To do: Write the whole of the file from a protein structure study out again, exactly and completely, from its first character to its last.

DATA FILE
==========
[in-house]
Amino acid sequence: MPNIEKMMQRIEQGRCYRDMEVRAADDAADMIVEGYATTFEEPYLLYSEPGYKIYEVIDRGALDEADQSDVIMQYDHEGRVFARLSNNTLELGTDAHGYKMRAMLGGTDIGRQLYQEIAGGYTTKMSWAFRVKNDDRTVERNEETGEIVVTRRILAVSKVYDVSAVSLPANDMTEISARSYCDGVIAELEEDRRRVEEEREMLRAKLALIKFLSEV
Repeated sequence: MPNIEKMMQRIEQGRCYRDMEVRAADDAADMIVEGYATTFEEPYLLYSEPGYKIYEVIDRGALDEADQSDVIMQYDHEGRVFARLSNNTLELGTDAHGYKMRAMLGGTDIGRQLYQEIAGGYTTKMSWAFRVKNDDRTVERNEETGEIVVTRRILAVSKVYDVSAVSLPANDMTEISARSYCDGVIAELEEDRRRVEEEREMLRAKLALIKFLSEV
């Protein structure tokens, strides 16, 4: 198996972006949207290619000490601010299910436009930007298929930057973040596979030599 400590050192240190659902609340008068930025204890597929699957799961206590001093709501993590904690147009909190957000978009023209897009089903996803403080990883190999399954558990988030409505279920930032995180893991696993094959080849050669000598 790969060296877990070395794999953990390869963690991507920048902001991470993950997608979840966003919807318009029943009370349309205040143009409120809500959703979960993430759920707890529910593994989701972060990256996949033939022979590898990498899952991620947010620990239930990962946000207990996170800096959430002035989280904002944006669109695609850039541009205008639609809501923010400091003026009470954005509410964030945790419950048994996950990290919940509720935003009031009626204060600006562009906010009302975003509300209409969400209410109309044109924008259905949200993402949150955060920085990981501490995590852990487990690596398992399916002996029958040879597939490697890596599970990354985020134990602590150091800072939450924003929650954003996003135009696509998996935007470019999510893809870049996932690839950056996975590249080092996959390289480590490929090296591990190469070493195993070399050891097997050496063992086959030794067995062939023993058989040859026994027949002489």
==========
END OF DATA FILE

[in-house]
Amino acid sequence: MPNIEKMMQRIEQGRCYRDMEVRAADDAADMIVEGYATTFEEPYLLYSEPGYKIYEVIDRGALDEADQSDVIMQYDHEGRVFARLSNNTLELGTDAHGYKMRAMLGGTDIGRQLYQEIAGGYTTKMSWAFRVKNDDRTVERNEETGEIVVTRRILAVSKVYDVSAVSLPANDMTEISARSYCDGVIAELEEDRRRVEEEREMLRAKLALIKFLSEV
Repeated sequence: MPNIEKMMQRIEQGRCYRDMEVRAADDAADMIVEGYATTFEEPYLLYSEPGYKIYEVIDRGALDEADQSDVIMQYDHEGRVFARLSNNTLELGTDAHGYKMRAMLGGTDIGRQLYQEIAGGYTTKMSWAFRVKNDDRTVERNEETGEIVVTRRILAVSKVYDVSAVSLPANDMTEISARSYCDGVIAELEEDRRRVEEEREMLRAKLALIKFLSEV
């Protein structure tokens, strides 16, 4: 198996972006949207290619000490601010299910436009930007298929930057973040596979030599 400590050192240190659902609340008068930025204890597929699957799961206590001093709501993590904690147009909190957000978009023209897009089903996803403080990883190999399954558990988030409505279920930032995180893991696993094959080849050669000598 790969060296877990070395794999953990390869963690991507920048902001991470993950997608979840966003919807318009029943009370349309205040143009409120809500959703979960993430759920707890529910593994989701972060990256996949033939022979590898990498899952991620947010620990239930990962946000207990996170800096959430002035989280904002944006669109695609850039541009205008639609809501923010400091003026009470954005509410964030945790419950048994996950990290919940509720935003009031009626204060600006562009906010009302975003509300209409969400209410109309044109924008259905949200993402949150955060920085990981501490995590852990487990690596398992399916002996029958040879597939490697890596599970990354985020134990602590150091800072939450924003929650954003996003135009696509998996935007470019999510893809870049996932690839950056996975590249080092996959390289480590490929090296591990190469070493195993070399050891097997050496063992086959030794067995062939023993058989040859026994027949002489």